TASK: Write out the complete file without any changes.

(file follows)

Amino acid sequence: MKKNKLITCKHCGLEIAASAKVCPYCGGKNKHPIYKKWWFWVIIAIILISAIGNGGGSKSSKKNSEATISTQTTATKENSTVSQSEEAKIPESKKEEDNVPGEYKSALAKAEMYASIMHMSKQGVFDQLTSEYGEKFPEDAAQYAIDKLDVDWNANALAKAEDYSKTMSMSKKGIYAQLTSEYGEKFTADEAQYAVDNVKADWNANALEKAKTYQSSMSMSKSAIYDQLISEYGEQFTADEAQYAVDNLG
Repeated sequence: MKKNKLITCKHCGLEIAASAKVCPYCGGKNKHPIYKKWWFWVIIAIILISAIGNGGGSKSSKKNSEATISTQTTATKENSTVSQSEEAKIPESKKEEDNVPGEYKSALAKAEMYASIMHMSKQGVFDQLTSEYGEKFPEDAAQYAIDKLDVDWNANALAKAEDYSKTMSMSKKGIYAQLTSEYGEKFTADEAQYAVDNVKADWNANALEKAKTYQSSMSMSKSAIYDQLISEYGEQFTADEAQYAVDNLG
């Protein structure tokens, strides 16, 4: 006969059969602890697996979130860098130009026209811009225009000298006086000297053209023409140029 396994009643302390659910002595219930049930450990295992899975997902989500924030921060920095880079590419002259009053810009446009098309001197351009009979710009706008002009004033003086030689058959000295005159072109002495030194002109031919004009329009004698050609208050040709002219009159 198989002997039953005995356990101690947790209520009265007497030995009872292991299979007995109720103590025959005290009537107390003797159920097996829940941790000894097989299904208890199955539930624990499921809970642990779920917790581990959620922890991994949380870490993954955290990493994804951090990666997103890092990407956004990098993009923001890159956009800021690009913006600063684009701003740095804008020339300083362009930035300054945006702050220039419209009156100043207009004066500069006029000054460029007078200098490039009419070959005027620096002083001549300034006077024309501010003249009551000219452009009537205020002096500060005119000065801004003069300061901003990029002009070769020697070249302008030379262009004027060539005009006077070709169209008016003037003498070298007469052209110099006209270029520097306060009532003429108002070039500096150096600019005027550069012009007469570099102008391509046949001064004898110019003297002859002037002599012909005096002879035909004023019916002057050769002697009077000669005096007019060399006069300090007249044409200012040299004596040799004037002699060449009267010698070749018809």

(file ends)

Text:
Amino acid sequence: MKKNKLITCKHCGLEIAASAKVCPYCGGKNKHPIYKKWWFWVIIAIILISAIGNGGGSKSSKKNSEATISTQTTATKENSTVSQSEEAKIPESKKEEDNVPGEYKSALAKAEMYASIMHMSKQGVFDQLTSEYGEKFPEDAAQYAIDKLDVDWNANALAKAEDYSKTMSMSKKGIYAQLTSEYGEKFTADEAQYAVDNVKADWNANALEKAKTYQSSMSMSKSAIYDQLISEYGEQFTADEAQYAVDNLG
Repeated sequence: MKKNKLITCKHCGLEIAASAKVCPYCGGKNKHPIYKKWWFWVIIAIILISAIGNGGGSKSSKKNSEATISTQTTATKENSTVSQSEEAKIPESKKEEDNVPGEYKSALAKAEMYASIMHMSKQGVFDQLTSEYGEKFPEDAAQYAIDKLDVDWNANALAKAEDYSKTMSMSKKGIYAQLTSEYGEKFTADEAQYAVDNVKADWNANALEKAKTYQSSMSMSKSAIYDQLISEYGEQFTADEAQYAVDNLG
């Protein structure tokens, strides 16, 4: 006969059969602890697996979130860098130009026209811009225009000298006086000297053209023409140029 396994009643302390659910002595219930049930450990295992899975997902989500924030921060920095880079590419002259009053810009446009098309001197351009009979710009706008002009004033003086030689058959000295005159072109002495030194002109031919004009329009004698050609208050040709002219009159 198989002997039953005995356990101690947790209520009265007497030995009872292991299979007995109720103590025959005290009537107390003797159920097996829940941790000894097989299904208890199955539930624990499921809970642990779920917790581990959620922890991994949380870490993954955290990493994804951090990666997103890092990407956004990098993009923001890159956009800021690009913006600063684009701003740095804008020339300083362009930035300054945006702050220039419209009156100043207009004066500069006029000054460029007078200098490039009419070959005027620096002083001549300034006077024309501010003249009551000219452009009537205020002096500060005119000065801004003069300061901003990029002009070769020697070249302008030379262009004027060539005009006077070709169209008016003037003498070298007469052209110099006209270029520097306060009532003429108002070039500096150096600019005027550069012009007469570099102008391509046949001064004898110019003297002859002037002599012909005096002879035909004023019916002057050769002697009077000669005096007019060399006069300090007249044409200012040299004596040799004037002699060449009267010698070749018809």